Numerical parameters for television systems must be selected to meet constraints imposed by the various disciplines of television: mechanics, analog and digital electronics, magnetics and even optics. Television system parameters have sometimes been selected based on the technology of the day. For example, the FCC decided in 1953 to modify the frame rate of NTSC by the factor 1000/1001 upon the introduction of colour. Although appropriate in a world without videotape recording, this decision did not adequately anticipate the development of technology. The burden of drop-frame timecode was unwittingly imposed: many television equipment designers and users still face the associated hassles on a daily basis, even twenty seven years later. The FCC leaves a heritage of magic numbers: 7, 11 and 13, the factors of 1001. The mystical - some say unlucky - properties of these particular numbers were well known in ancient times. The magic of highly composite numbers and simple integer ratios allows implementation optimizations.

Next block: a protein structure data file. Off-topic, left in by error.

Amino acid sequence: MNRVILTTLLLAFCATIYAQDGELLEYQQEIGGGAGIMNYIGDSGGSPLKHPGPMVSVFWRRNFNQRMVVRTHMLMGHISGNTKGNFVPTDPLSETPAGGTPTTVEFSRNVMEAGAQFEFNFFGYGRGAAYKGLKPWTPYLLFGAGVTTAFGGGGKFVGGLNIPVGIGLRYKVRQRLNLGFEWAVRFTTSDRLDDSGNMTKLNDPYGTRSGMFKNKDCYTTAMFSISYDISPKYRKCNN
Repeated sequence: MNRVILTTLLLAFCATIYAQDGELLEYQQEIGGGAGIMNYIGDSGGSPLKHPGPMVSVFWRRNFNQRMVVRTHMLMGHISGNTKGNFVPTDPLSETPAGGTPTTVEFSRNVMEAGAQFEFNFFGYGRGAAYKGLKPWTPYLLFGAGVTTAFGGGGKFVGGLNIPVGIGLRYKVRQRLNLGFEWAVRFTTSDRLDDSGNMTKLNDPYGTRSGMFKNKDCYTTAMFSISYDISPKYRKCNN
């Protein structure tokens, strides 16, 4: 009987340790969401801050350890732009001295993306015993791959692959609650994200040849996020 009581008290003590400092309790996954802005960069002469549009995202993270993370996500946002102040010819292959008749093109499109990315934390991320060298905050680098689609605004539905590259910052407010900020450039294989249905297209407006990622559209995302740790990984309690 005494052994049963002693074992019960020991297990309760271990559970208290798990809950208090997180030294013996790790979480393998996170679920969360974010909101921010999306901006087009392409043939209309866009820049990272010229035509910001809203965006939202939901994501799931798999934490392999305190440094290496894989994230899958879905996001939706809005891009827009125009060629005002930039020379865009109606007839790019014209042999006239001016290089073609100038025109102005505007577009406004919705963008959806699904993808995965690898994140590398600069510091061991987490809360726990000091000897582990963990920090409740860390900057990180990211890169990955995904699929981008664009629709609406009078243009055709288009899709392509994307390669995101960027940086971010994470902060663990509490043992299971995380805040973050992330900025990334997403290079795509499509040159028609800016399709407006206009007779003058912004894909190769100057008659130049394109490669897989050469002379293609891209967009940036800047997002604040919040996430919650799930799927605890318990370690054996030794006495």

We have thirty or so years of experience in selecting numerical parameters for video systems, with both good and bad results. This paper describes how we can take advantage of this experience to develop a rational standard for high definition electronic production.
I presented this paper at the 132nd SMPTE Technical Conference, October 13-17, 1990, in New York. It was published by SMPTE as Preprint No. 132-119.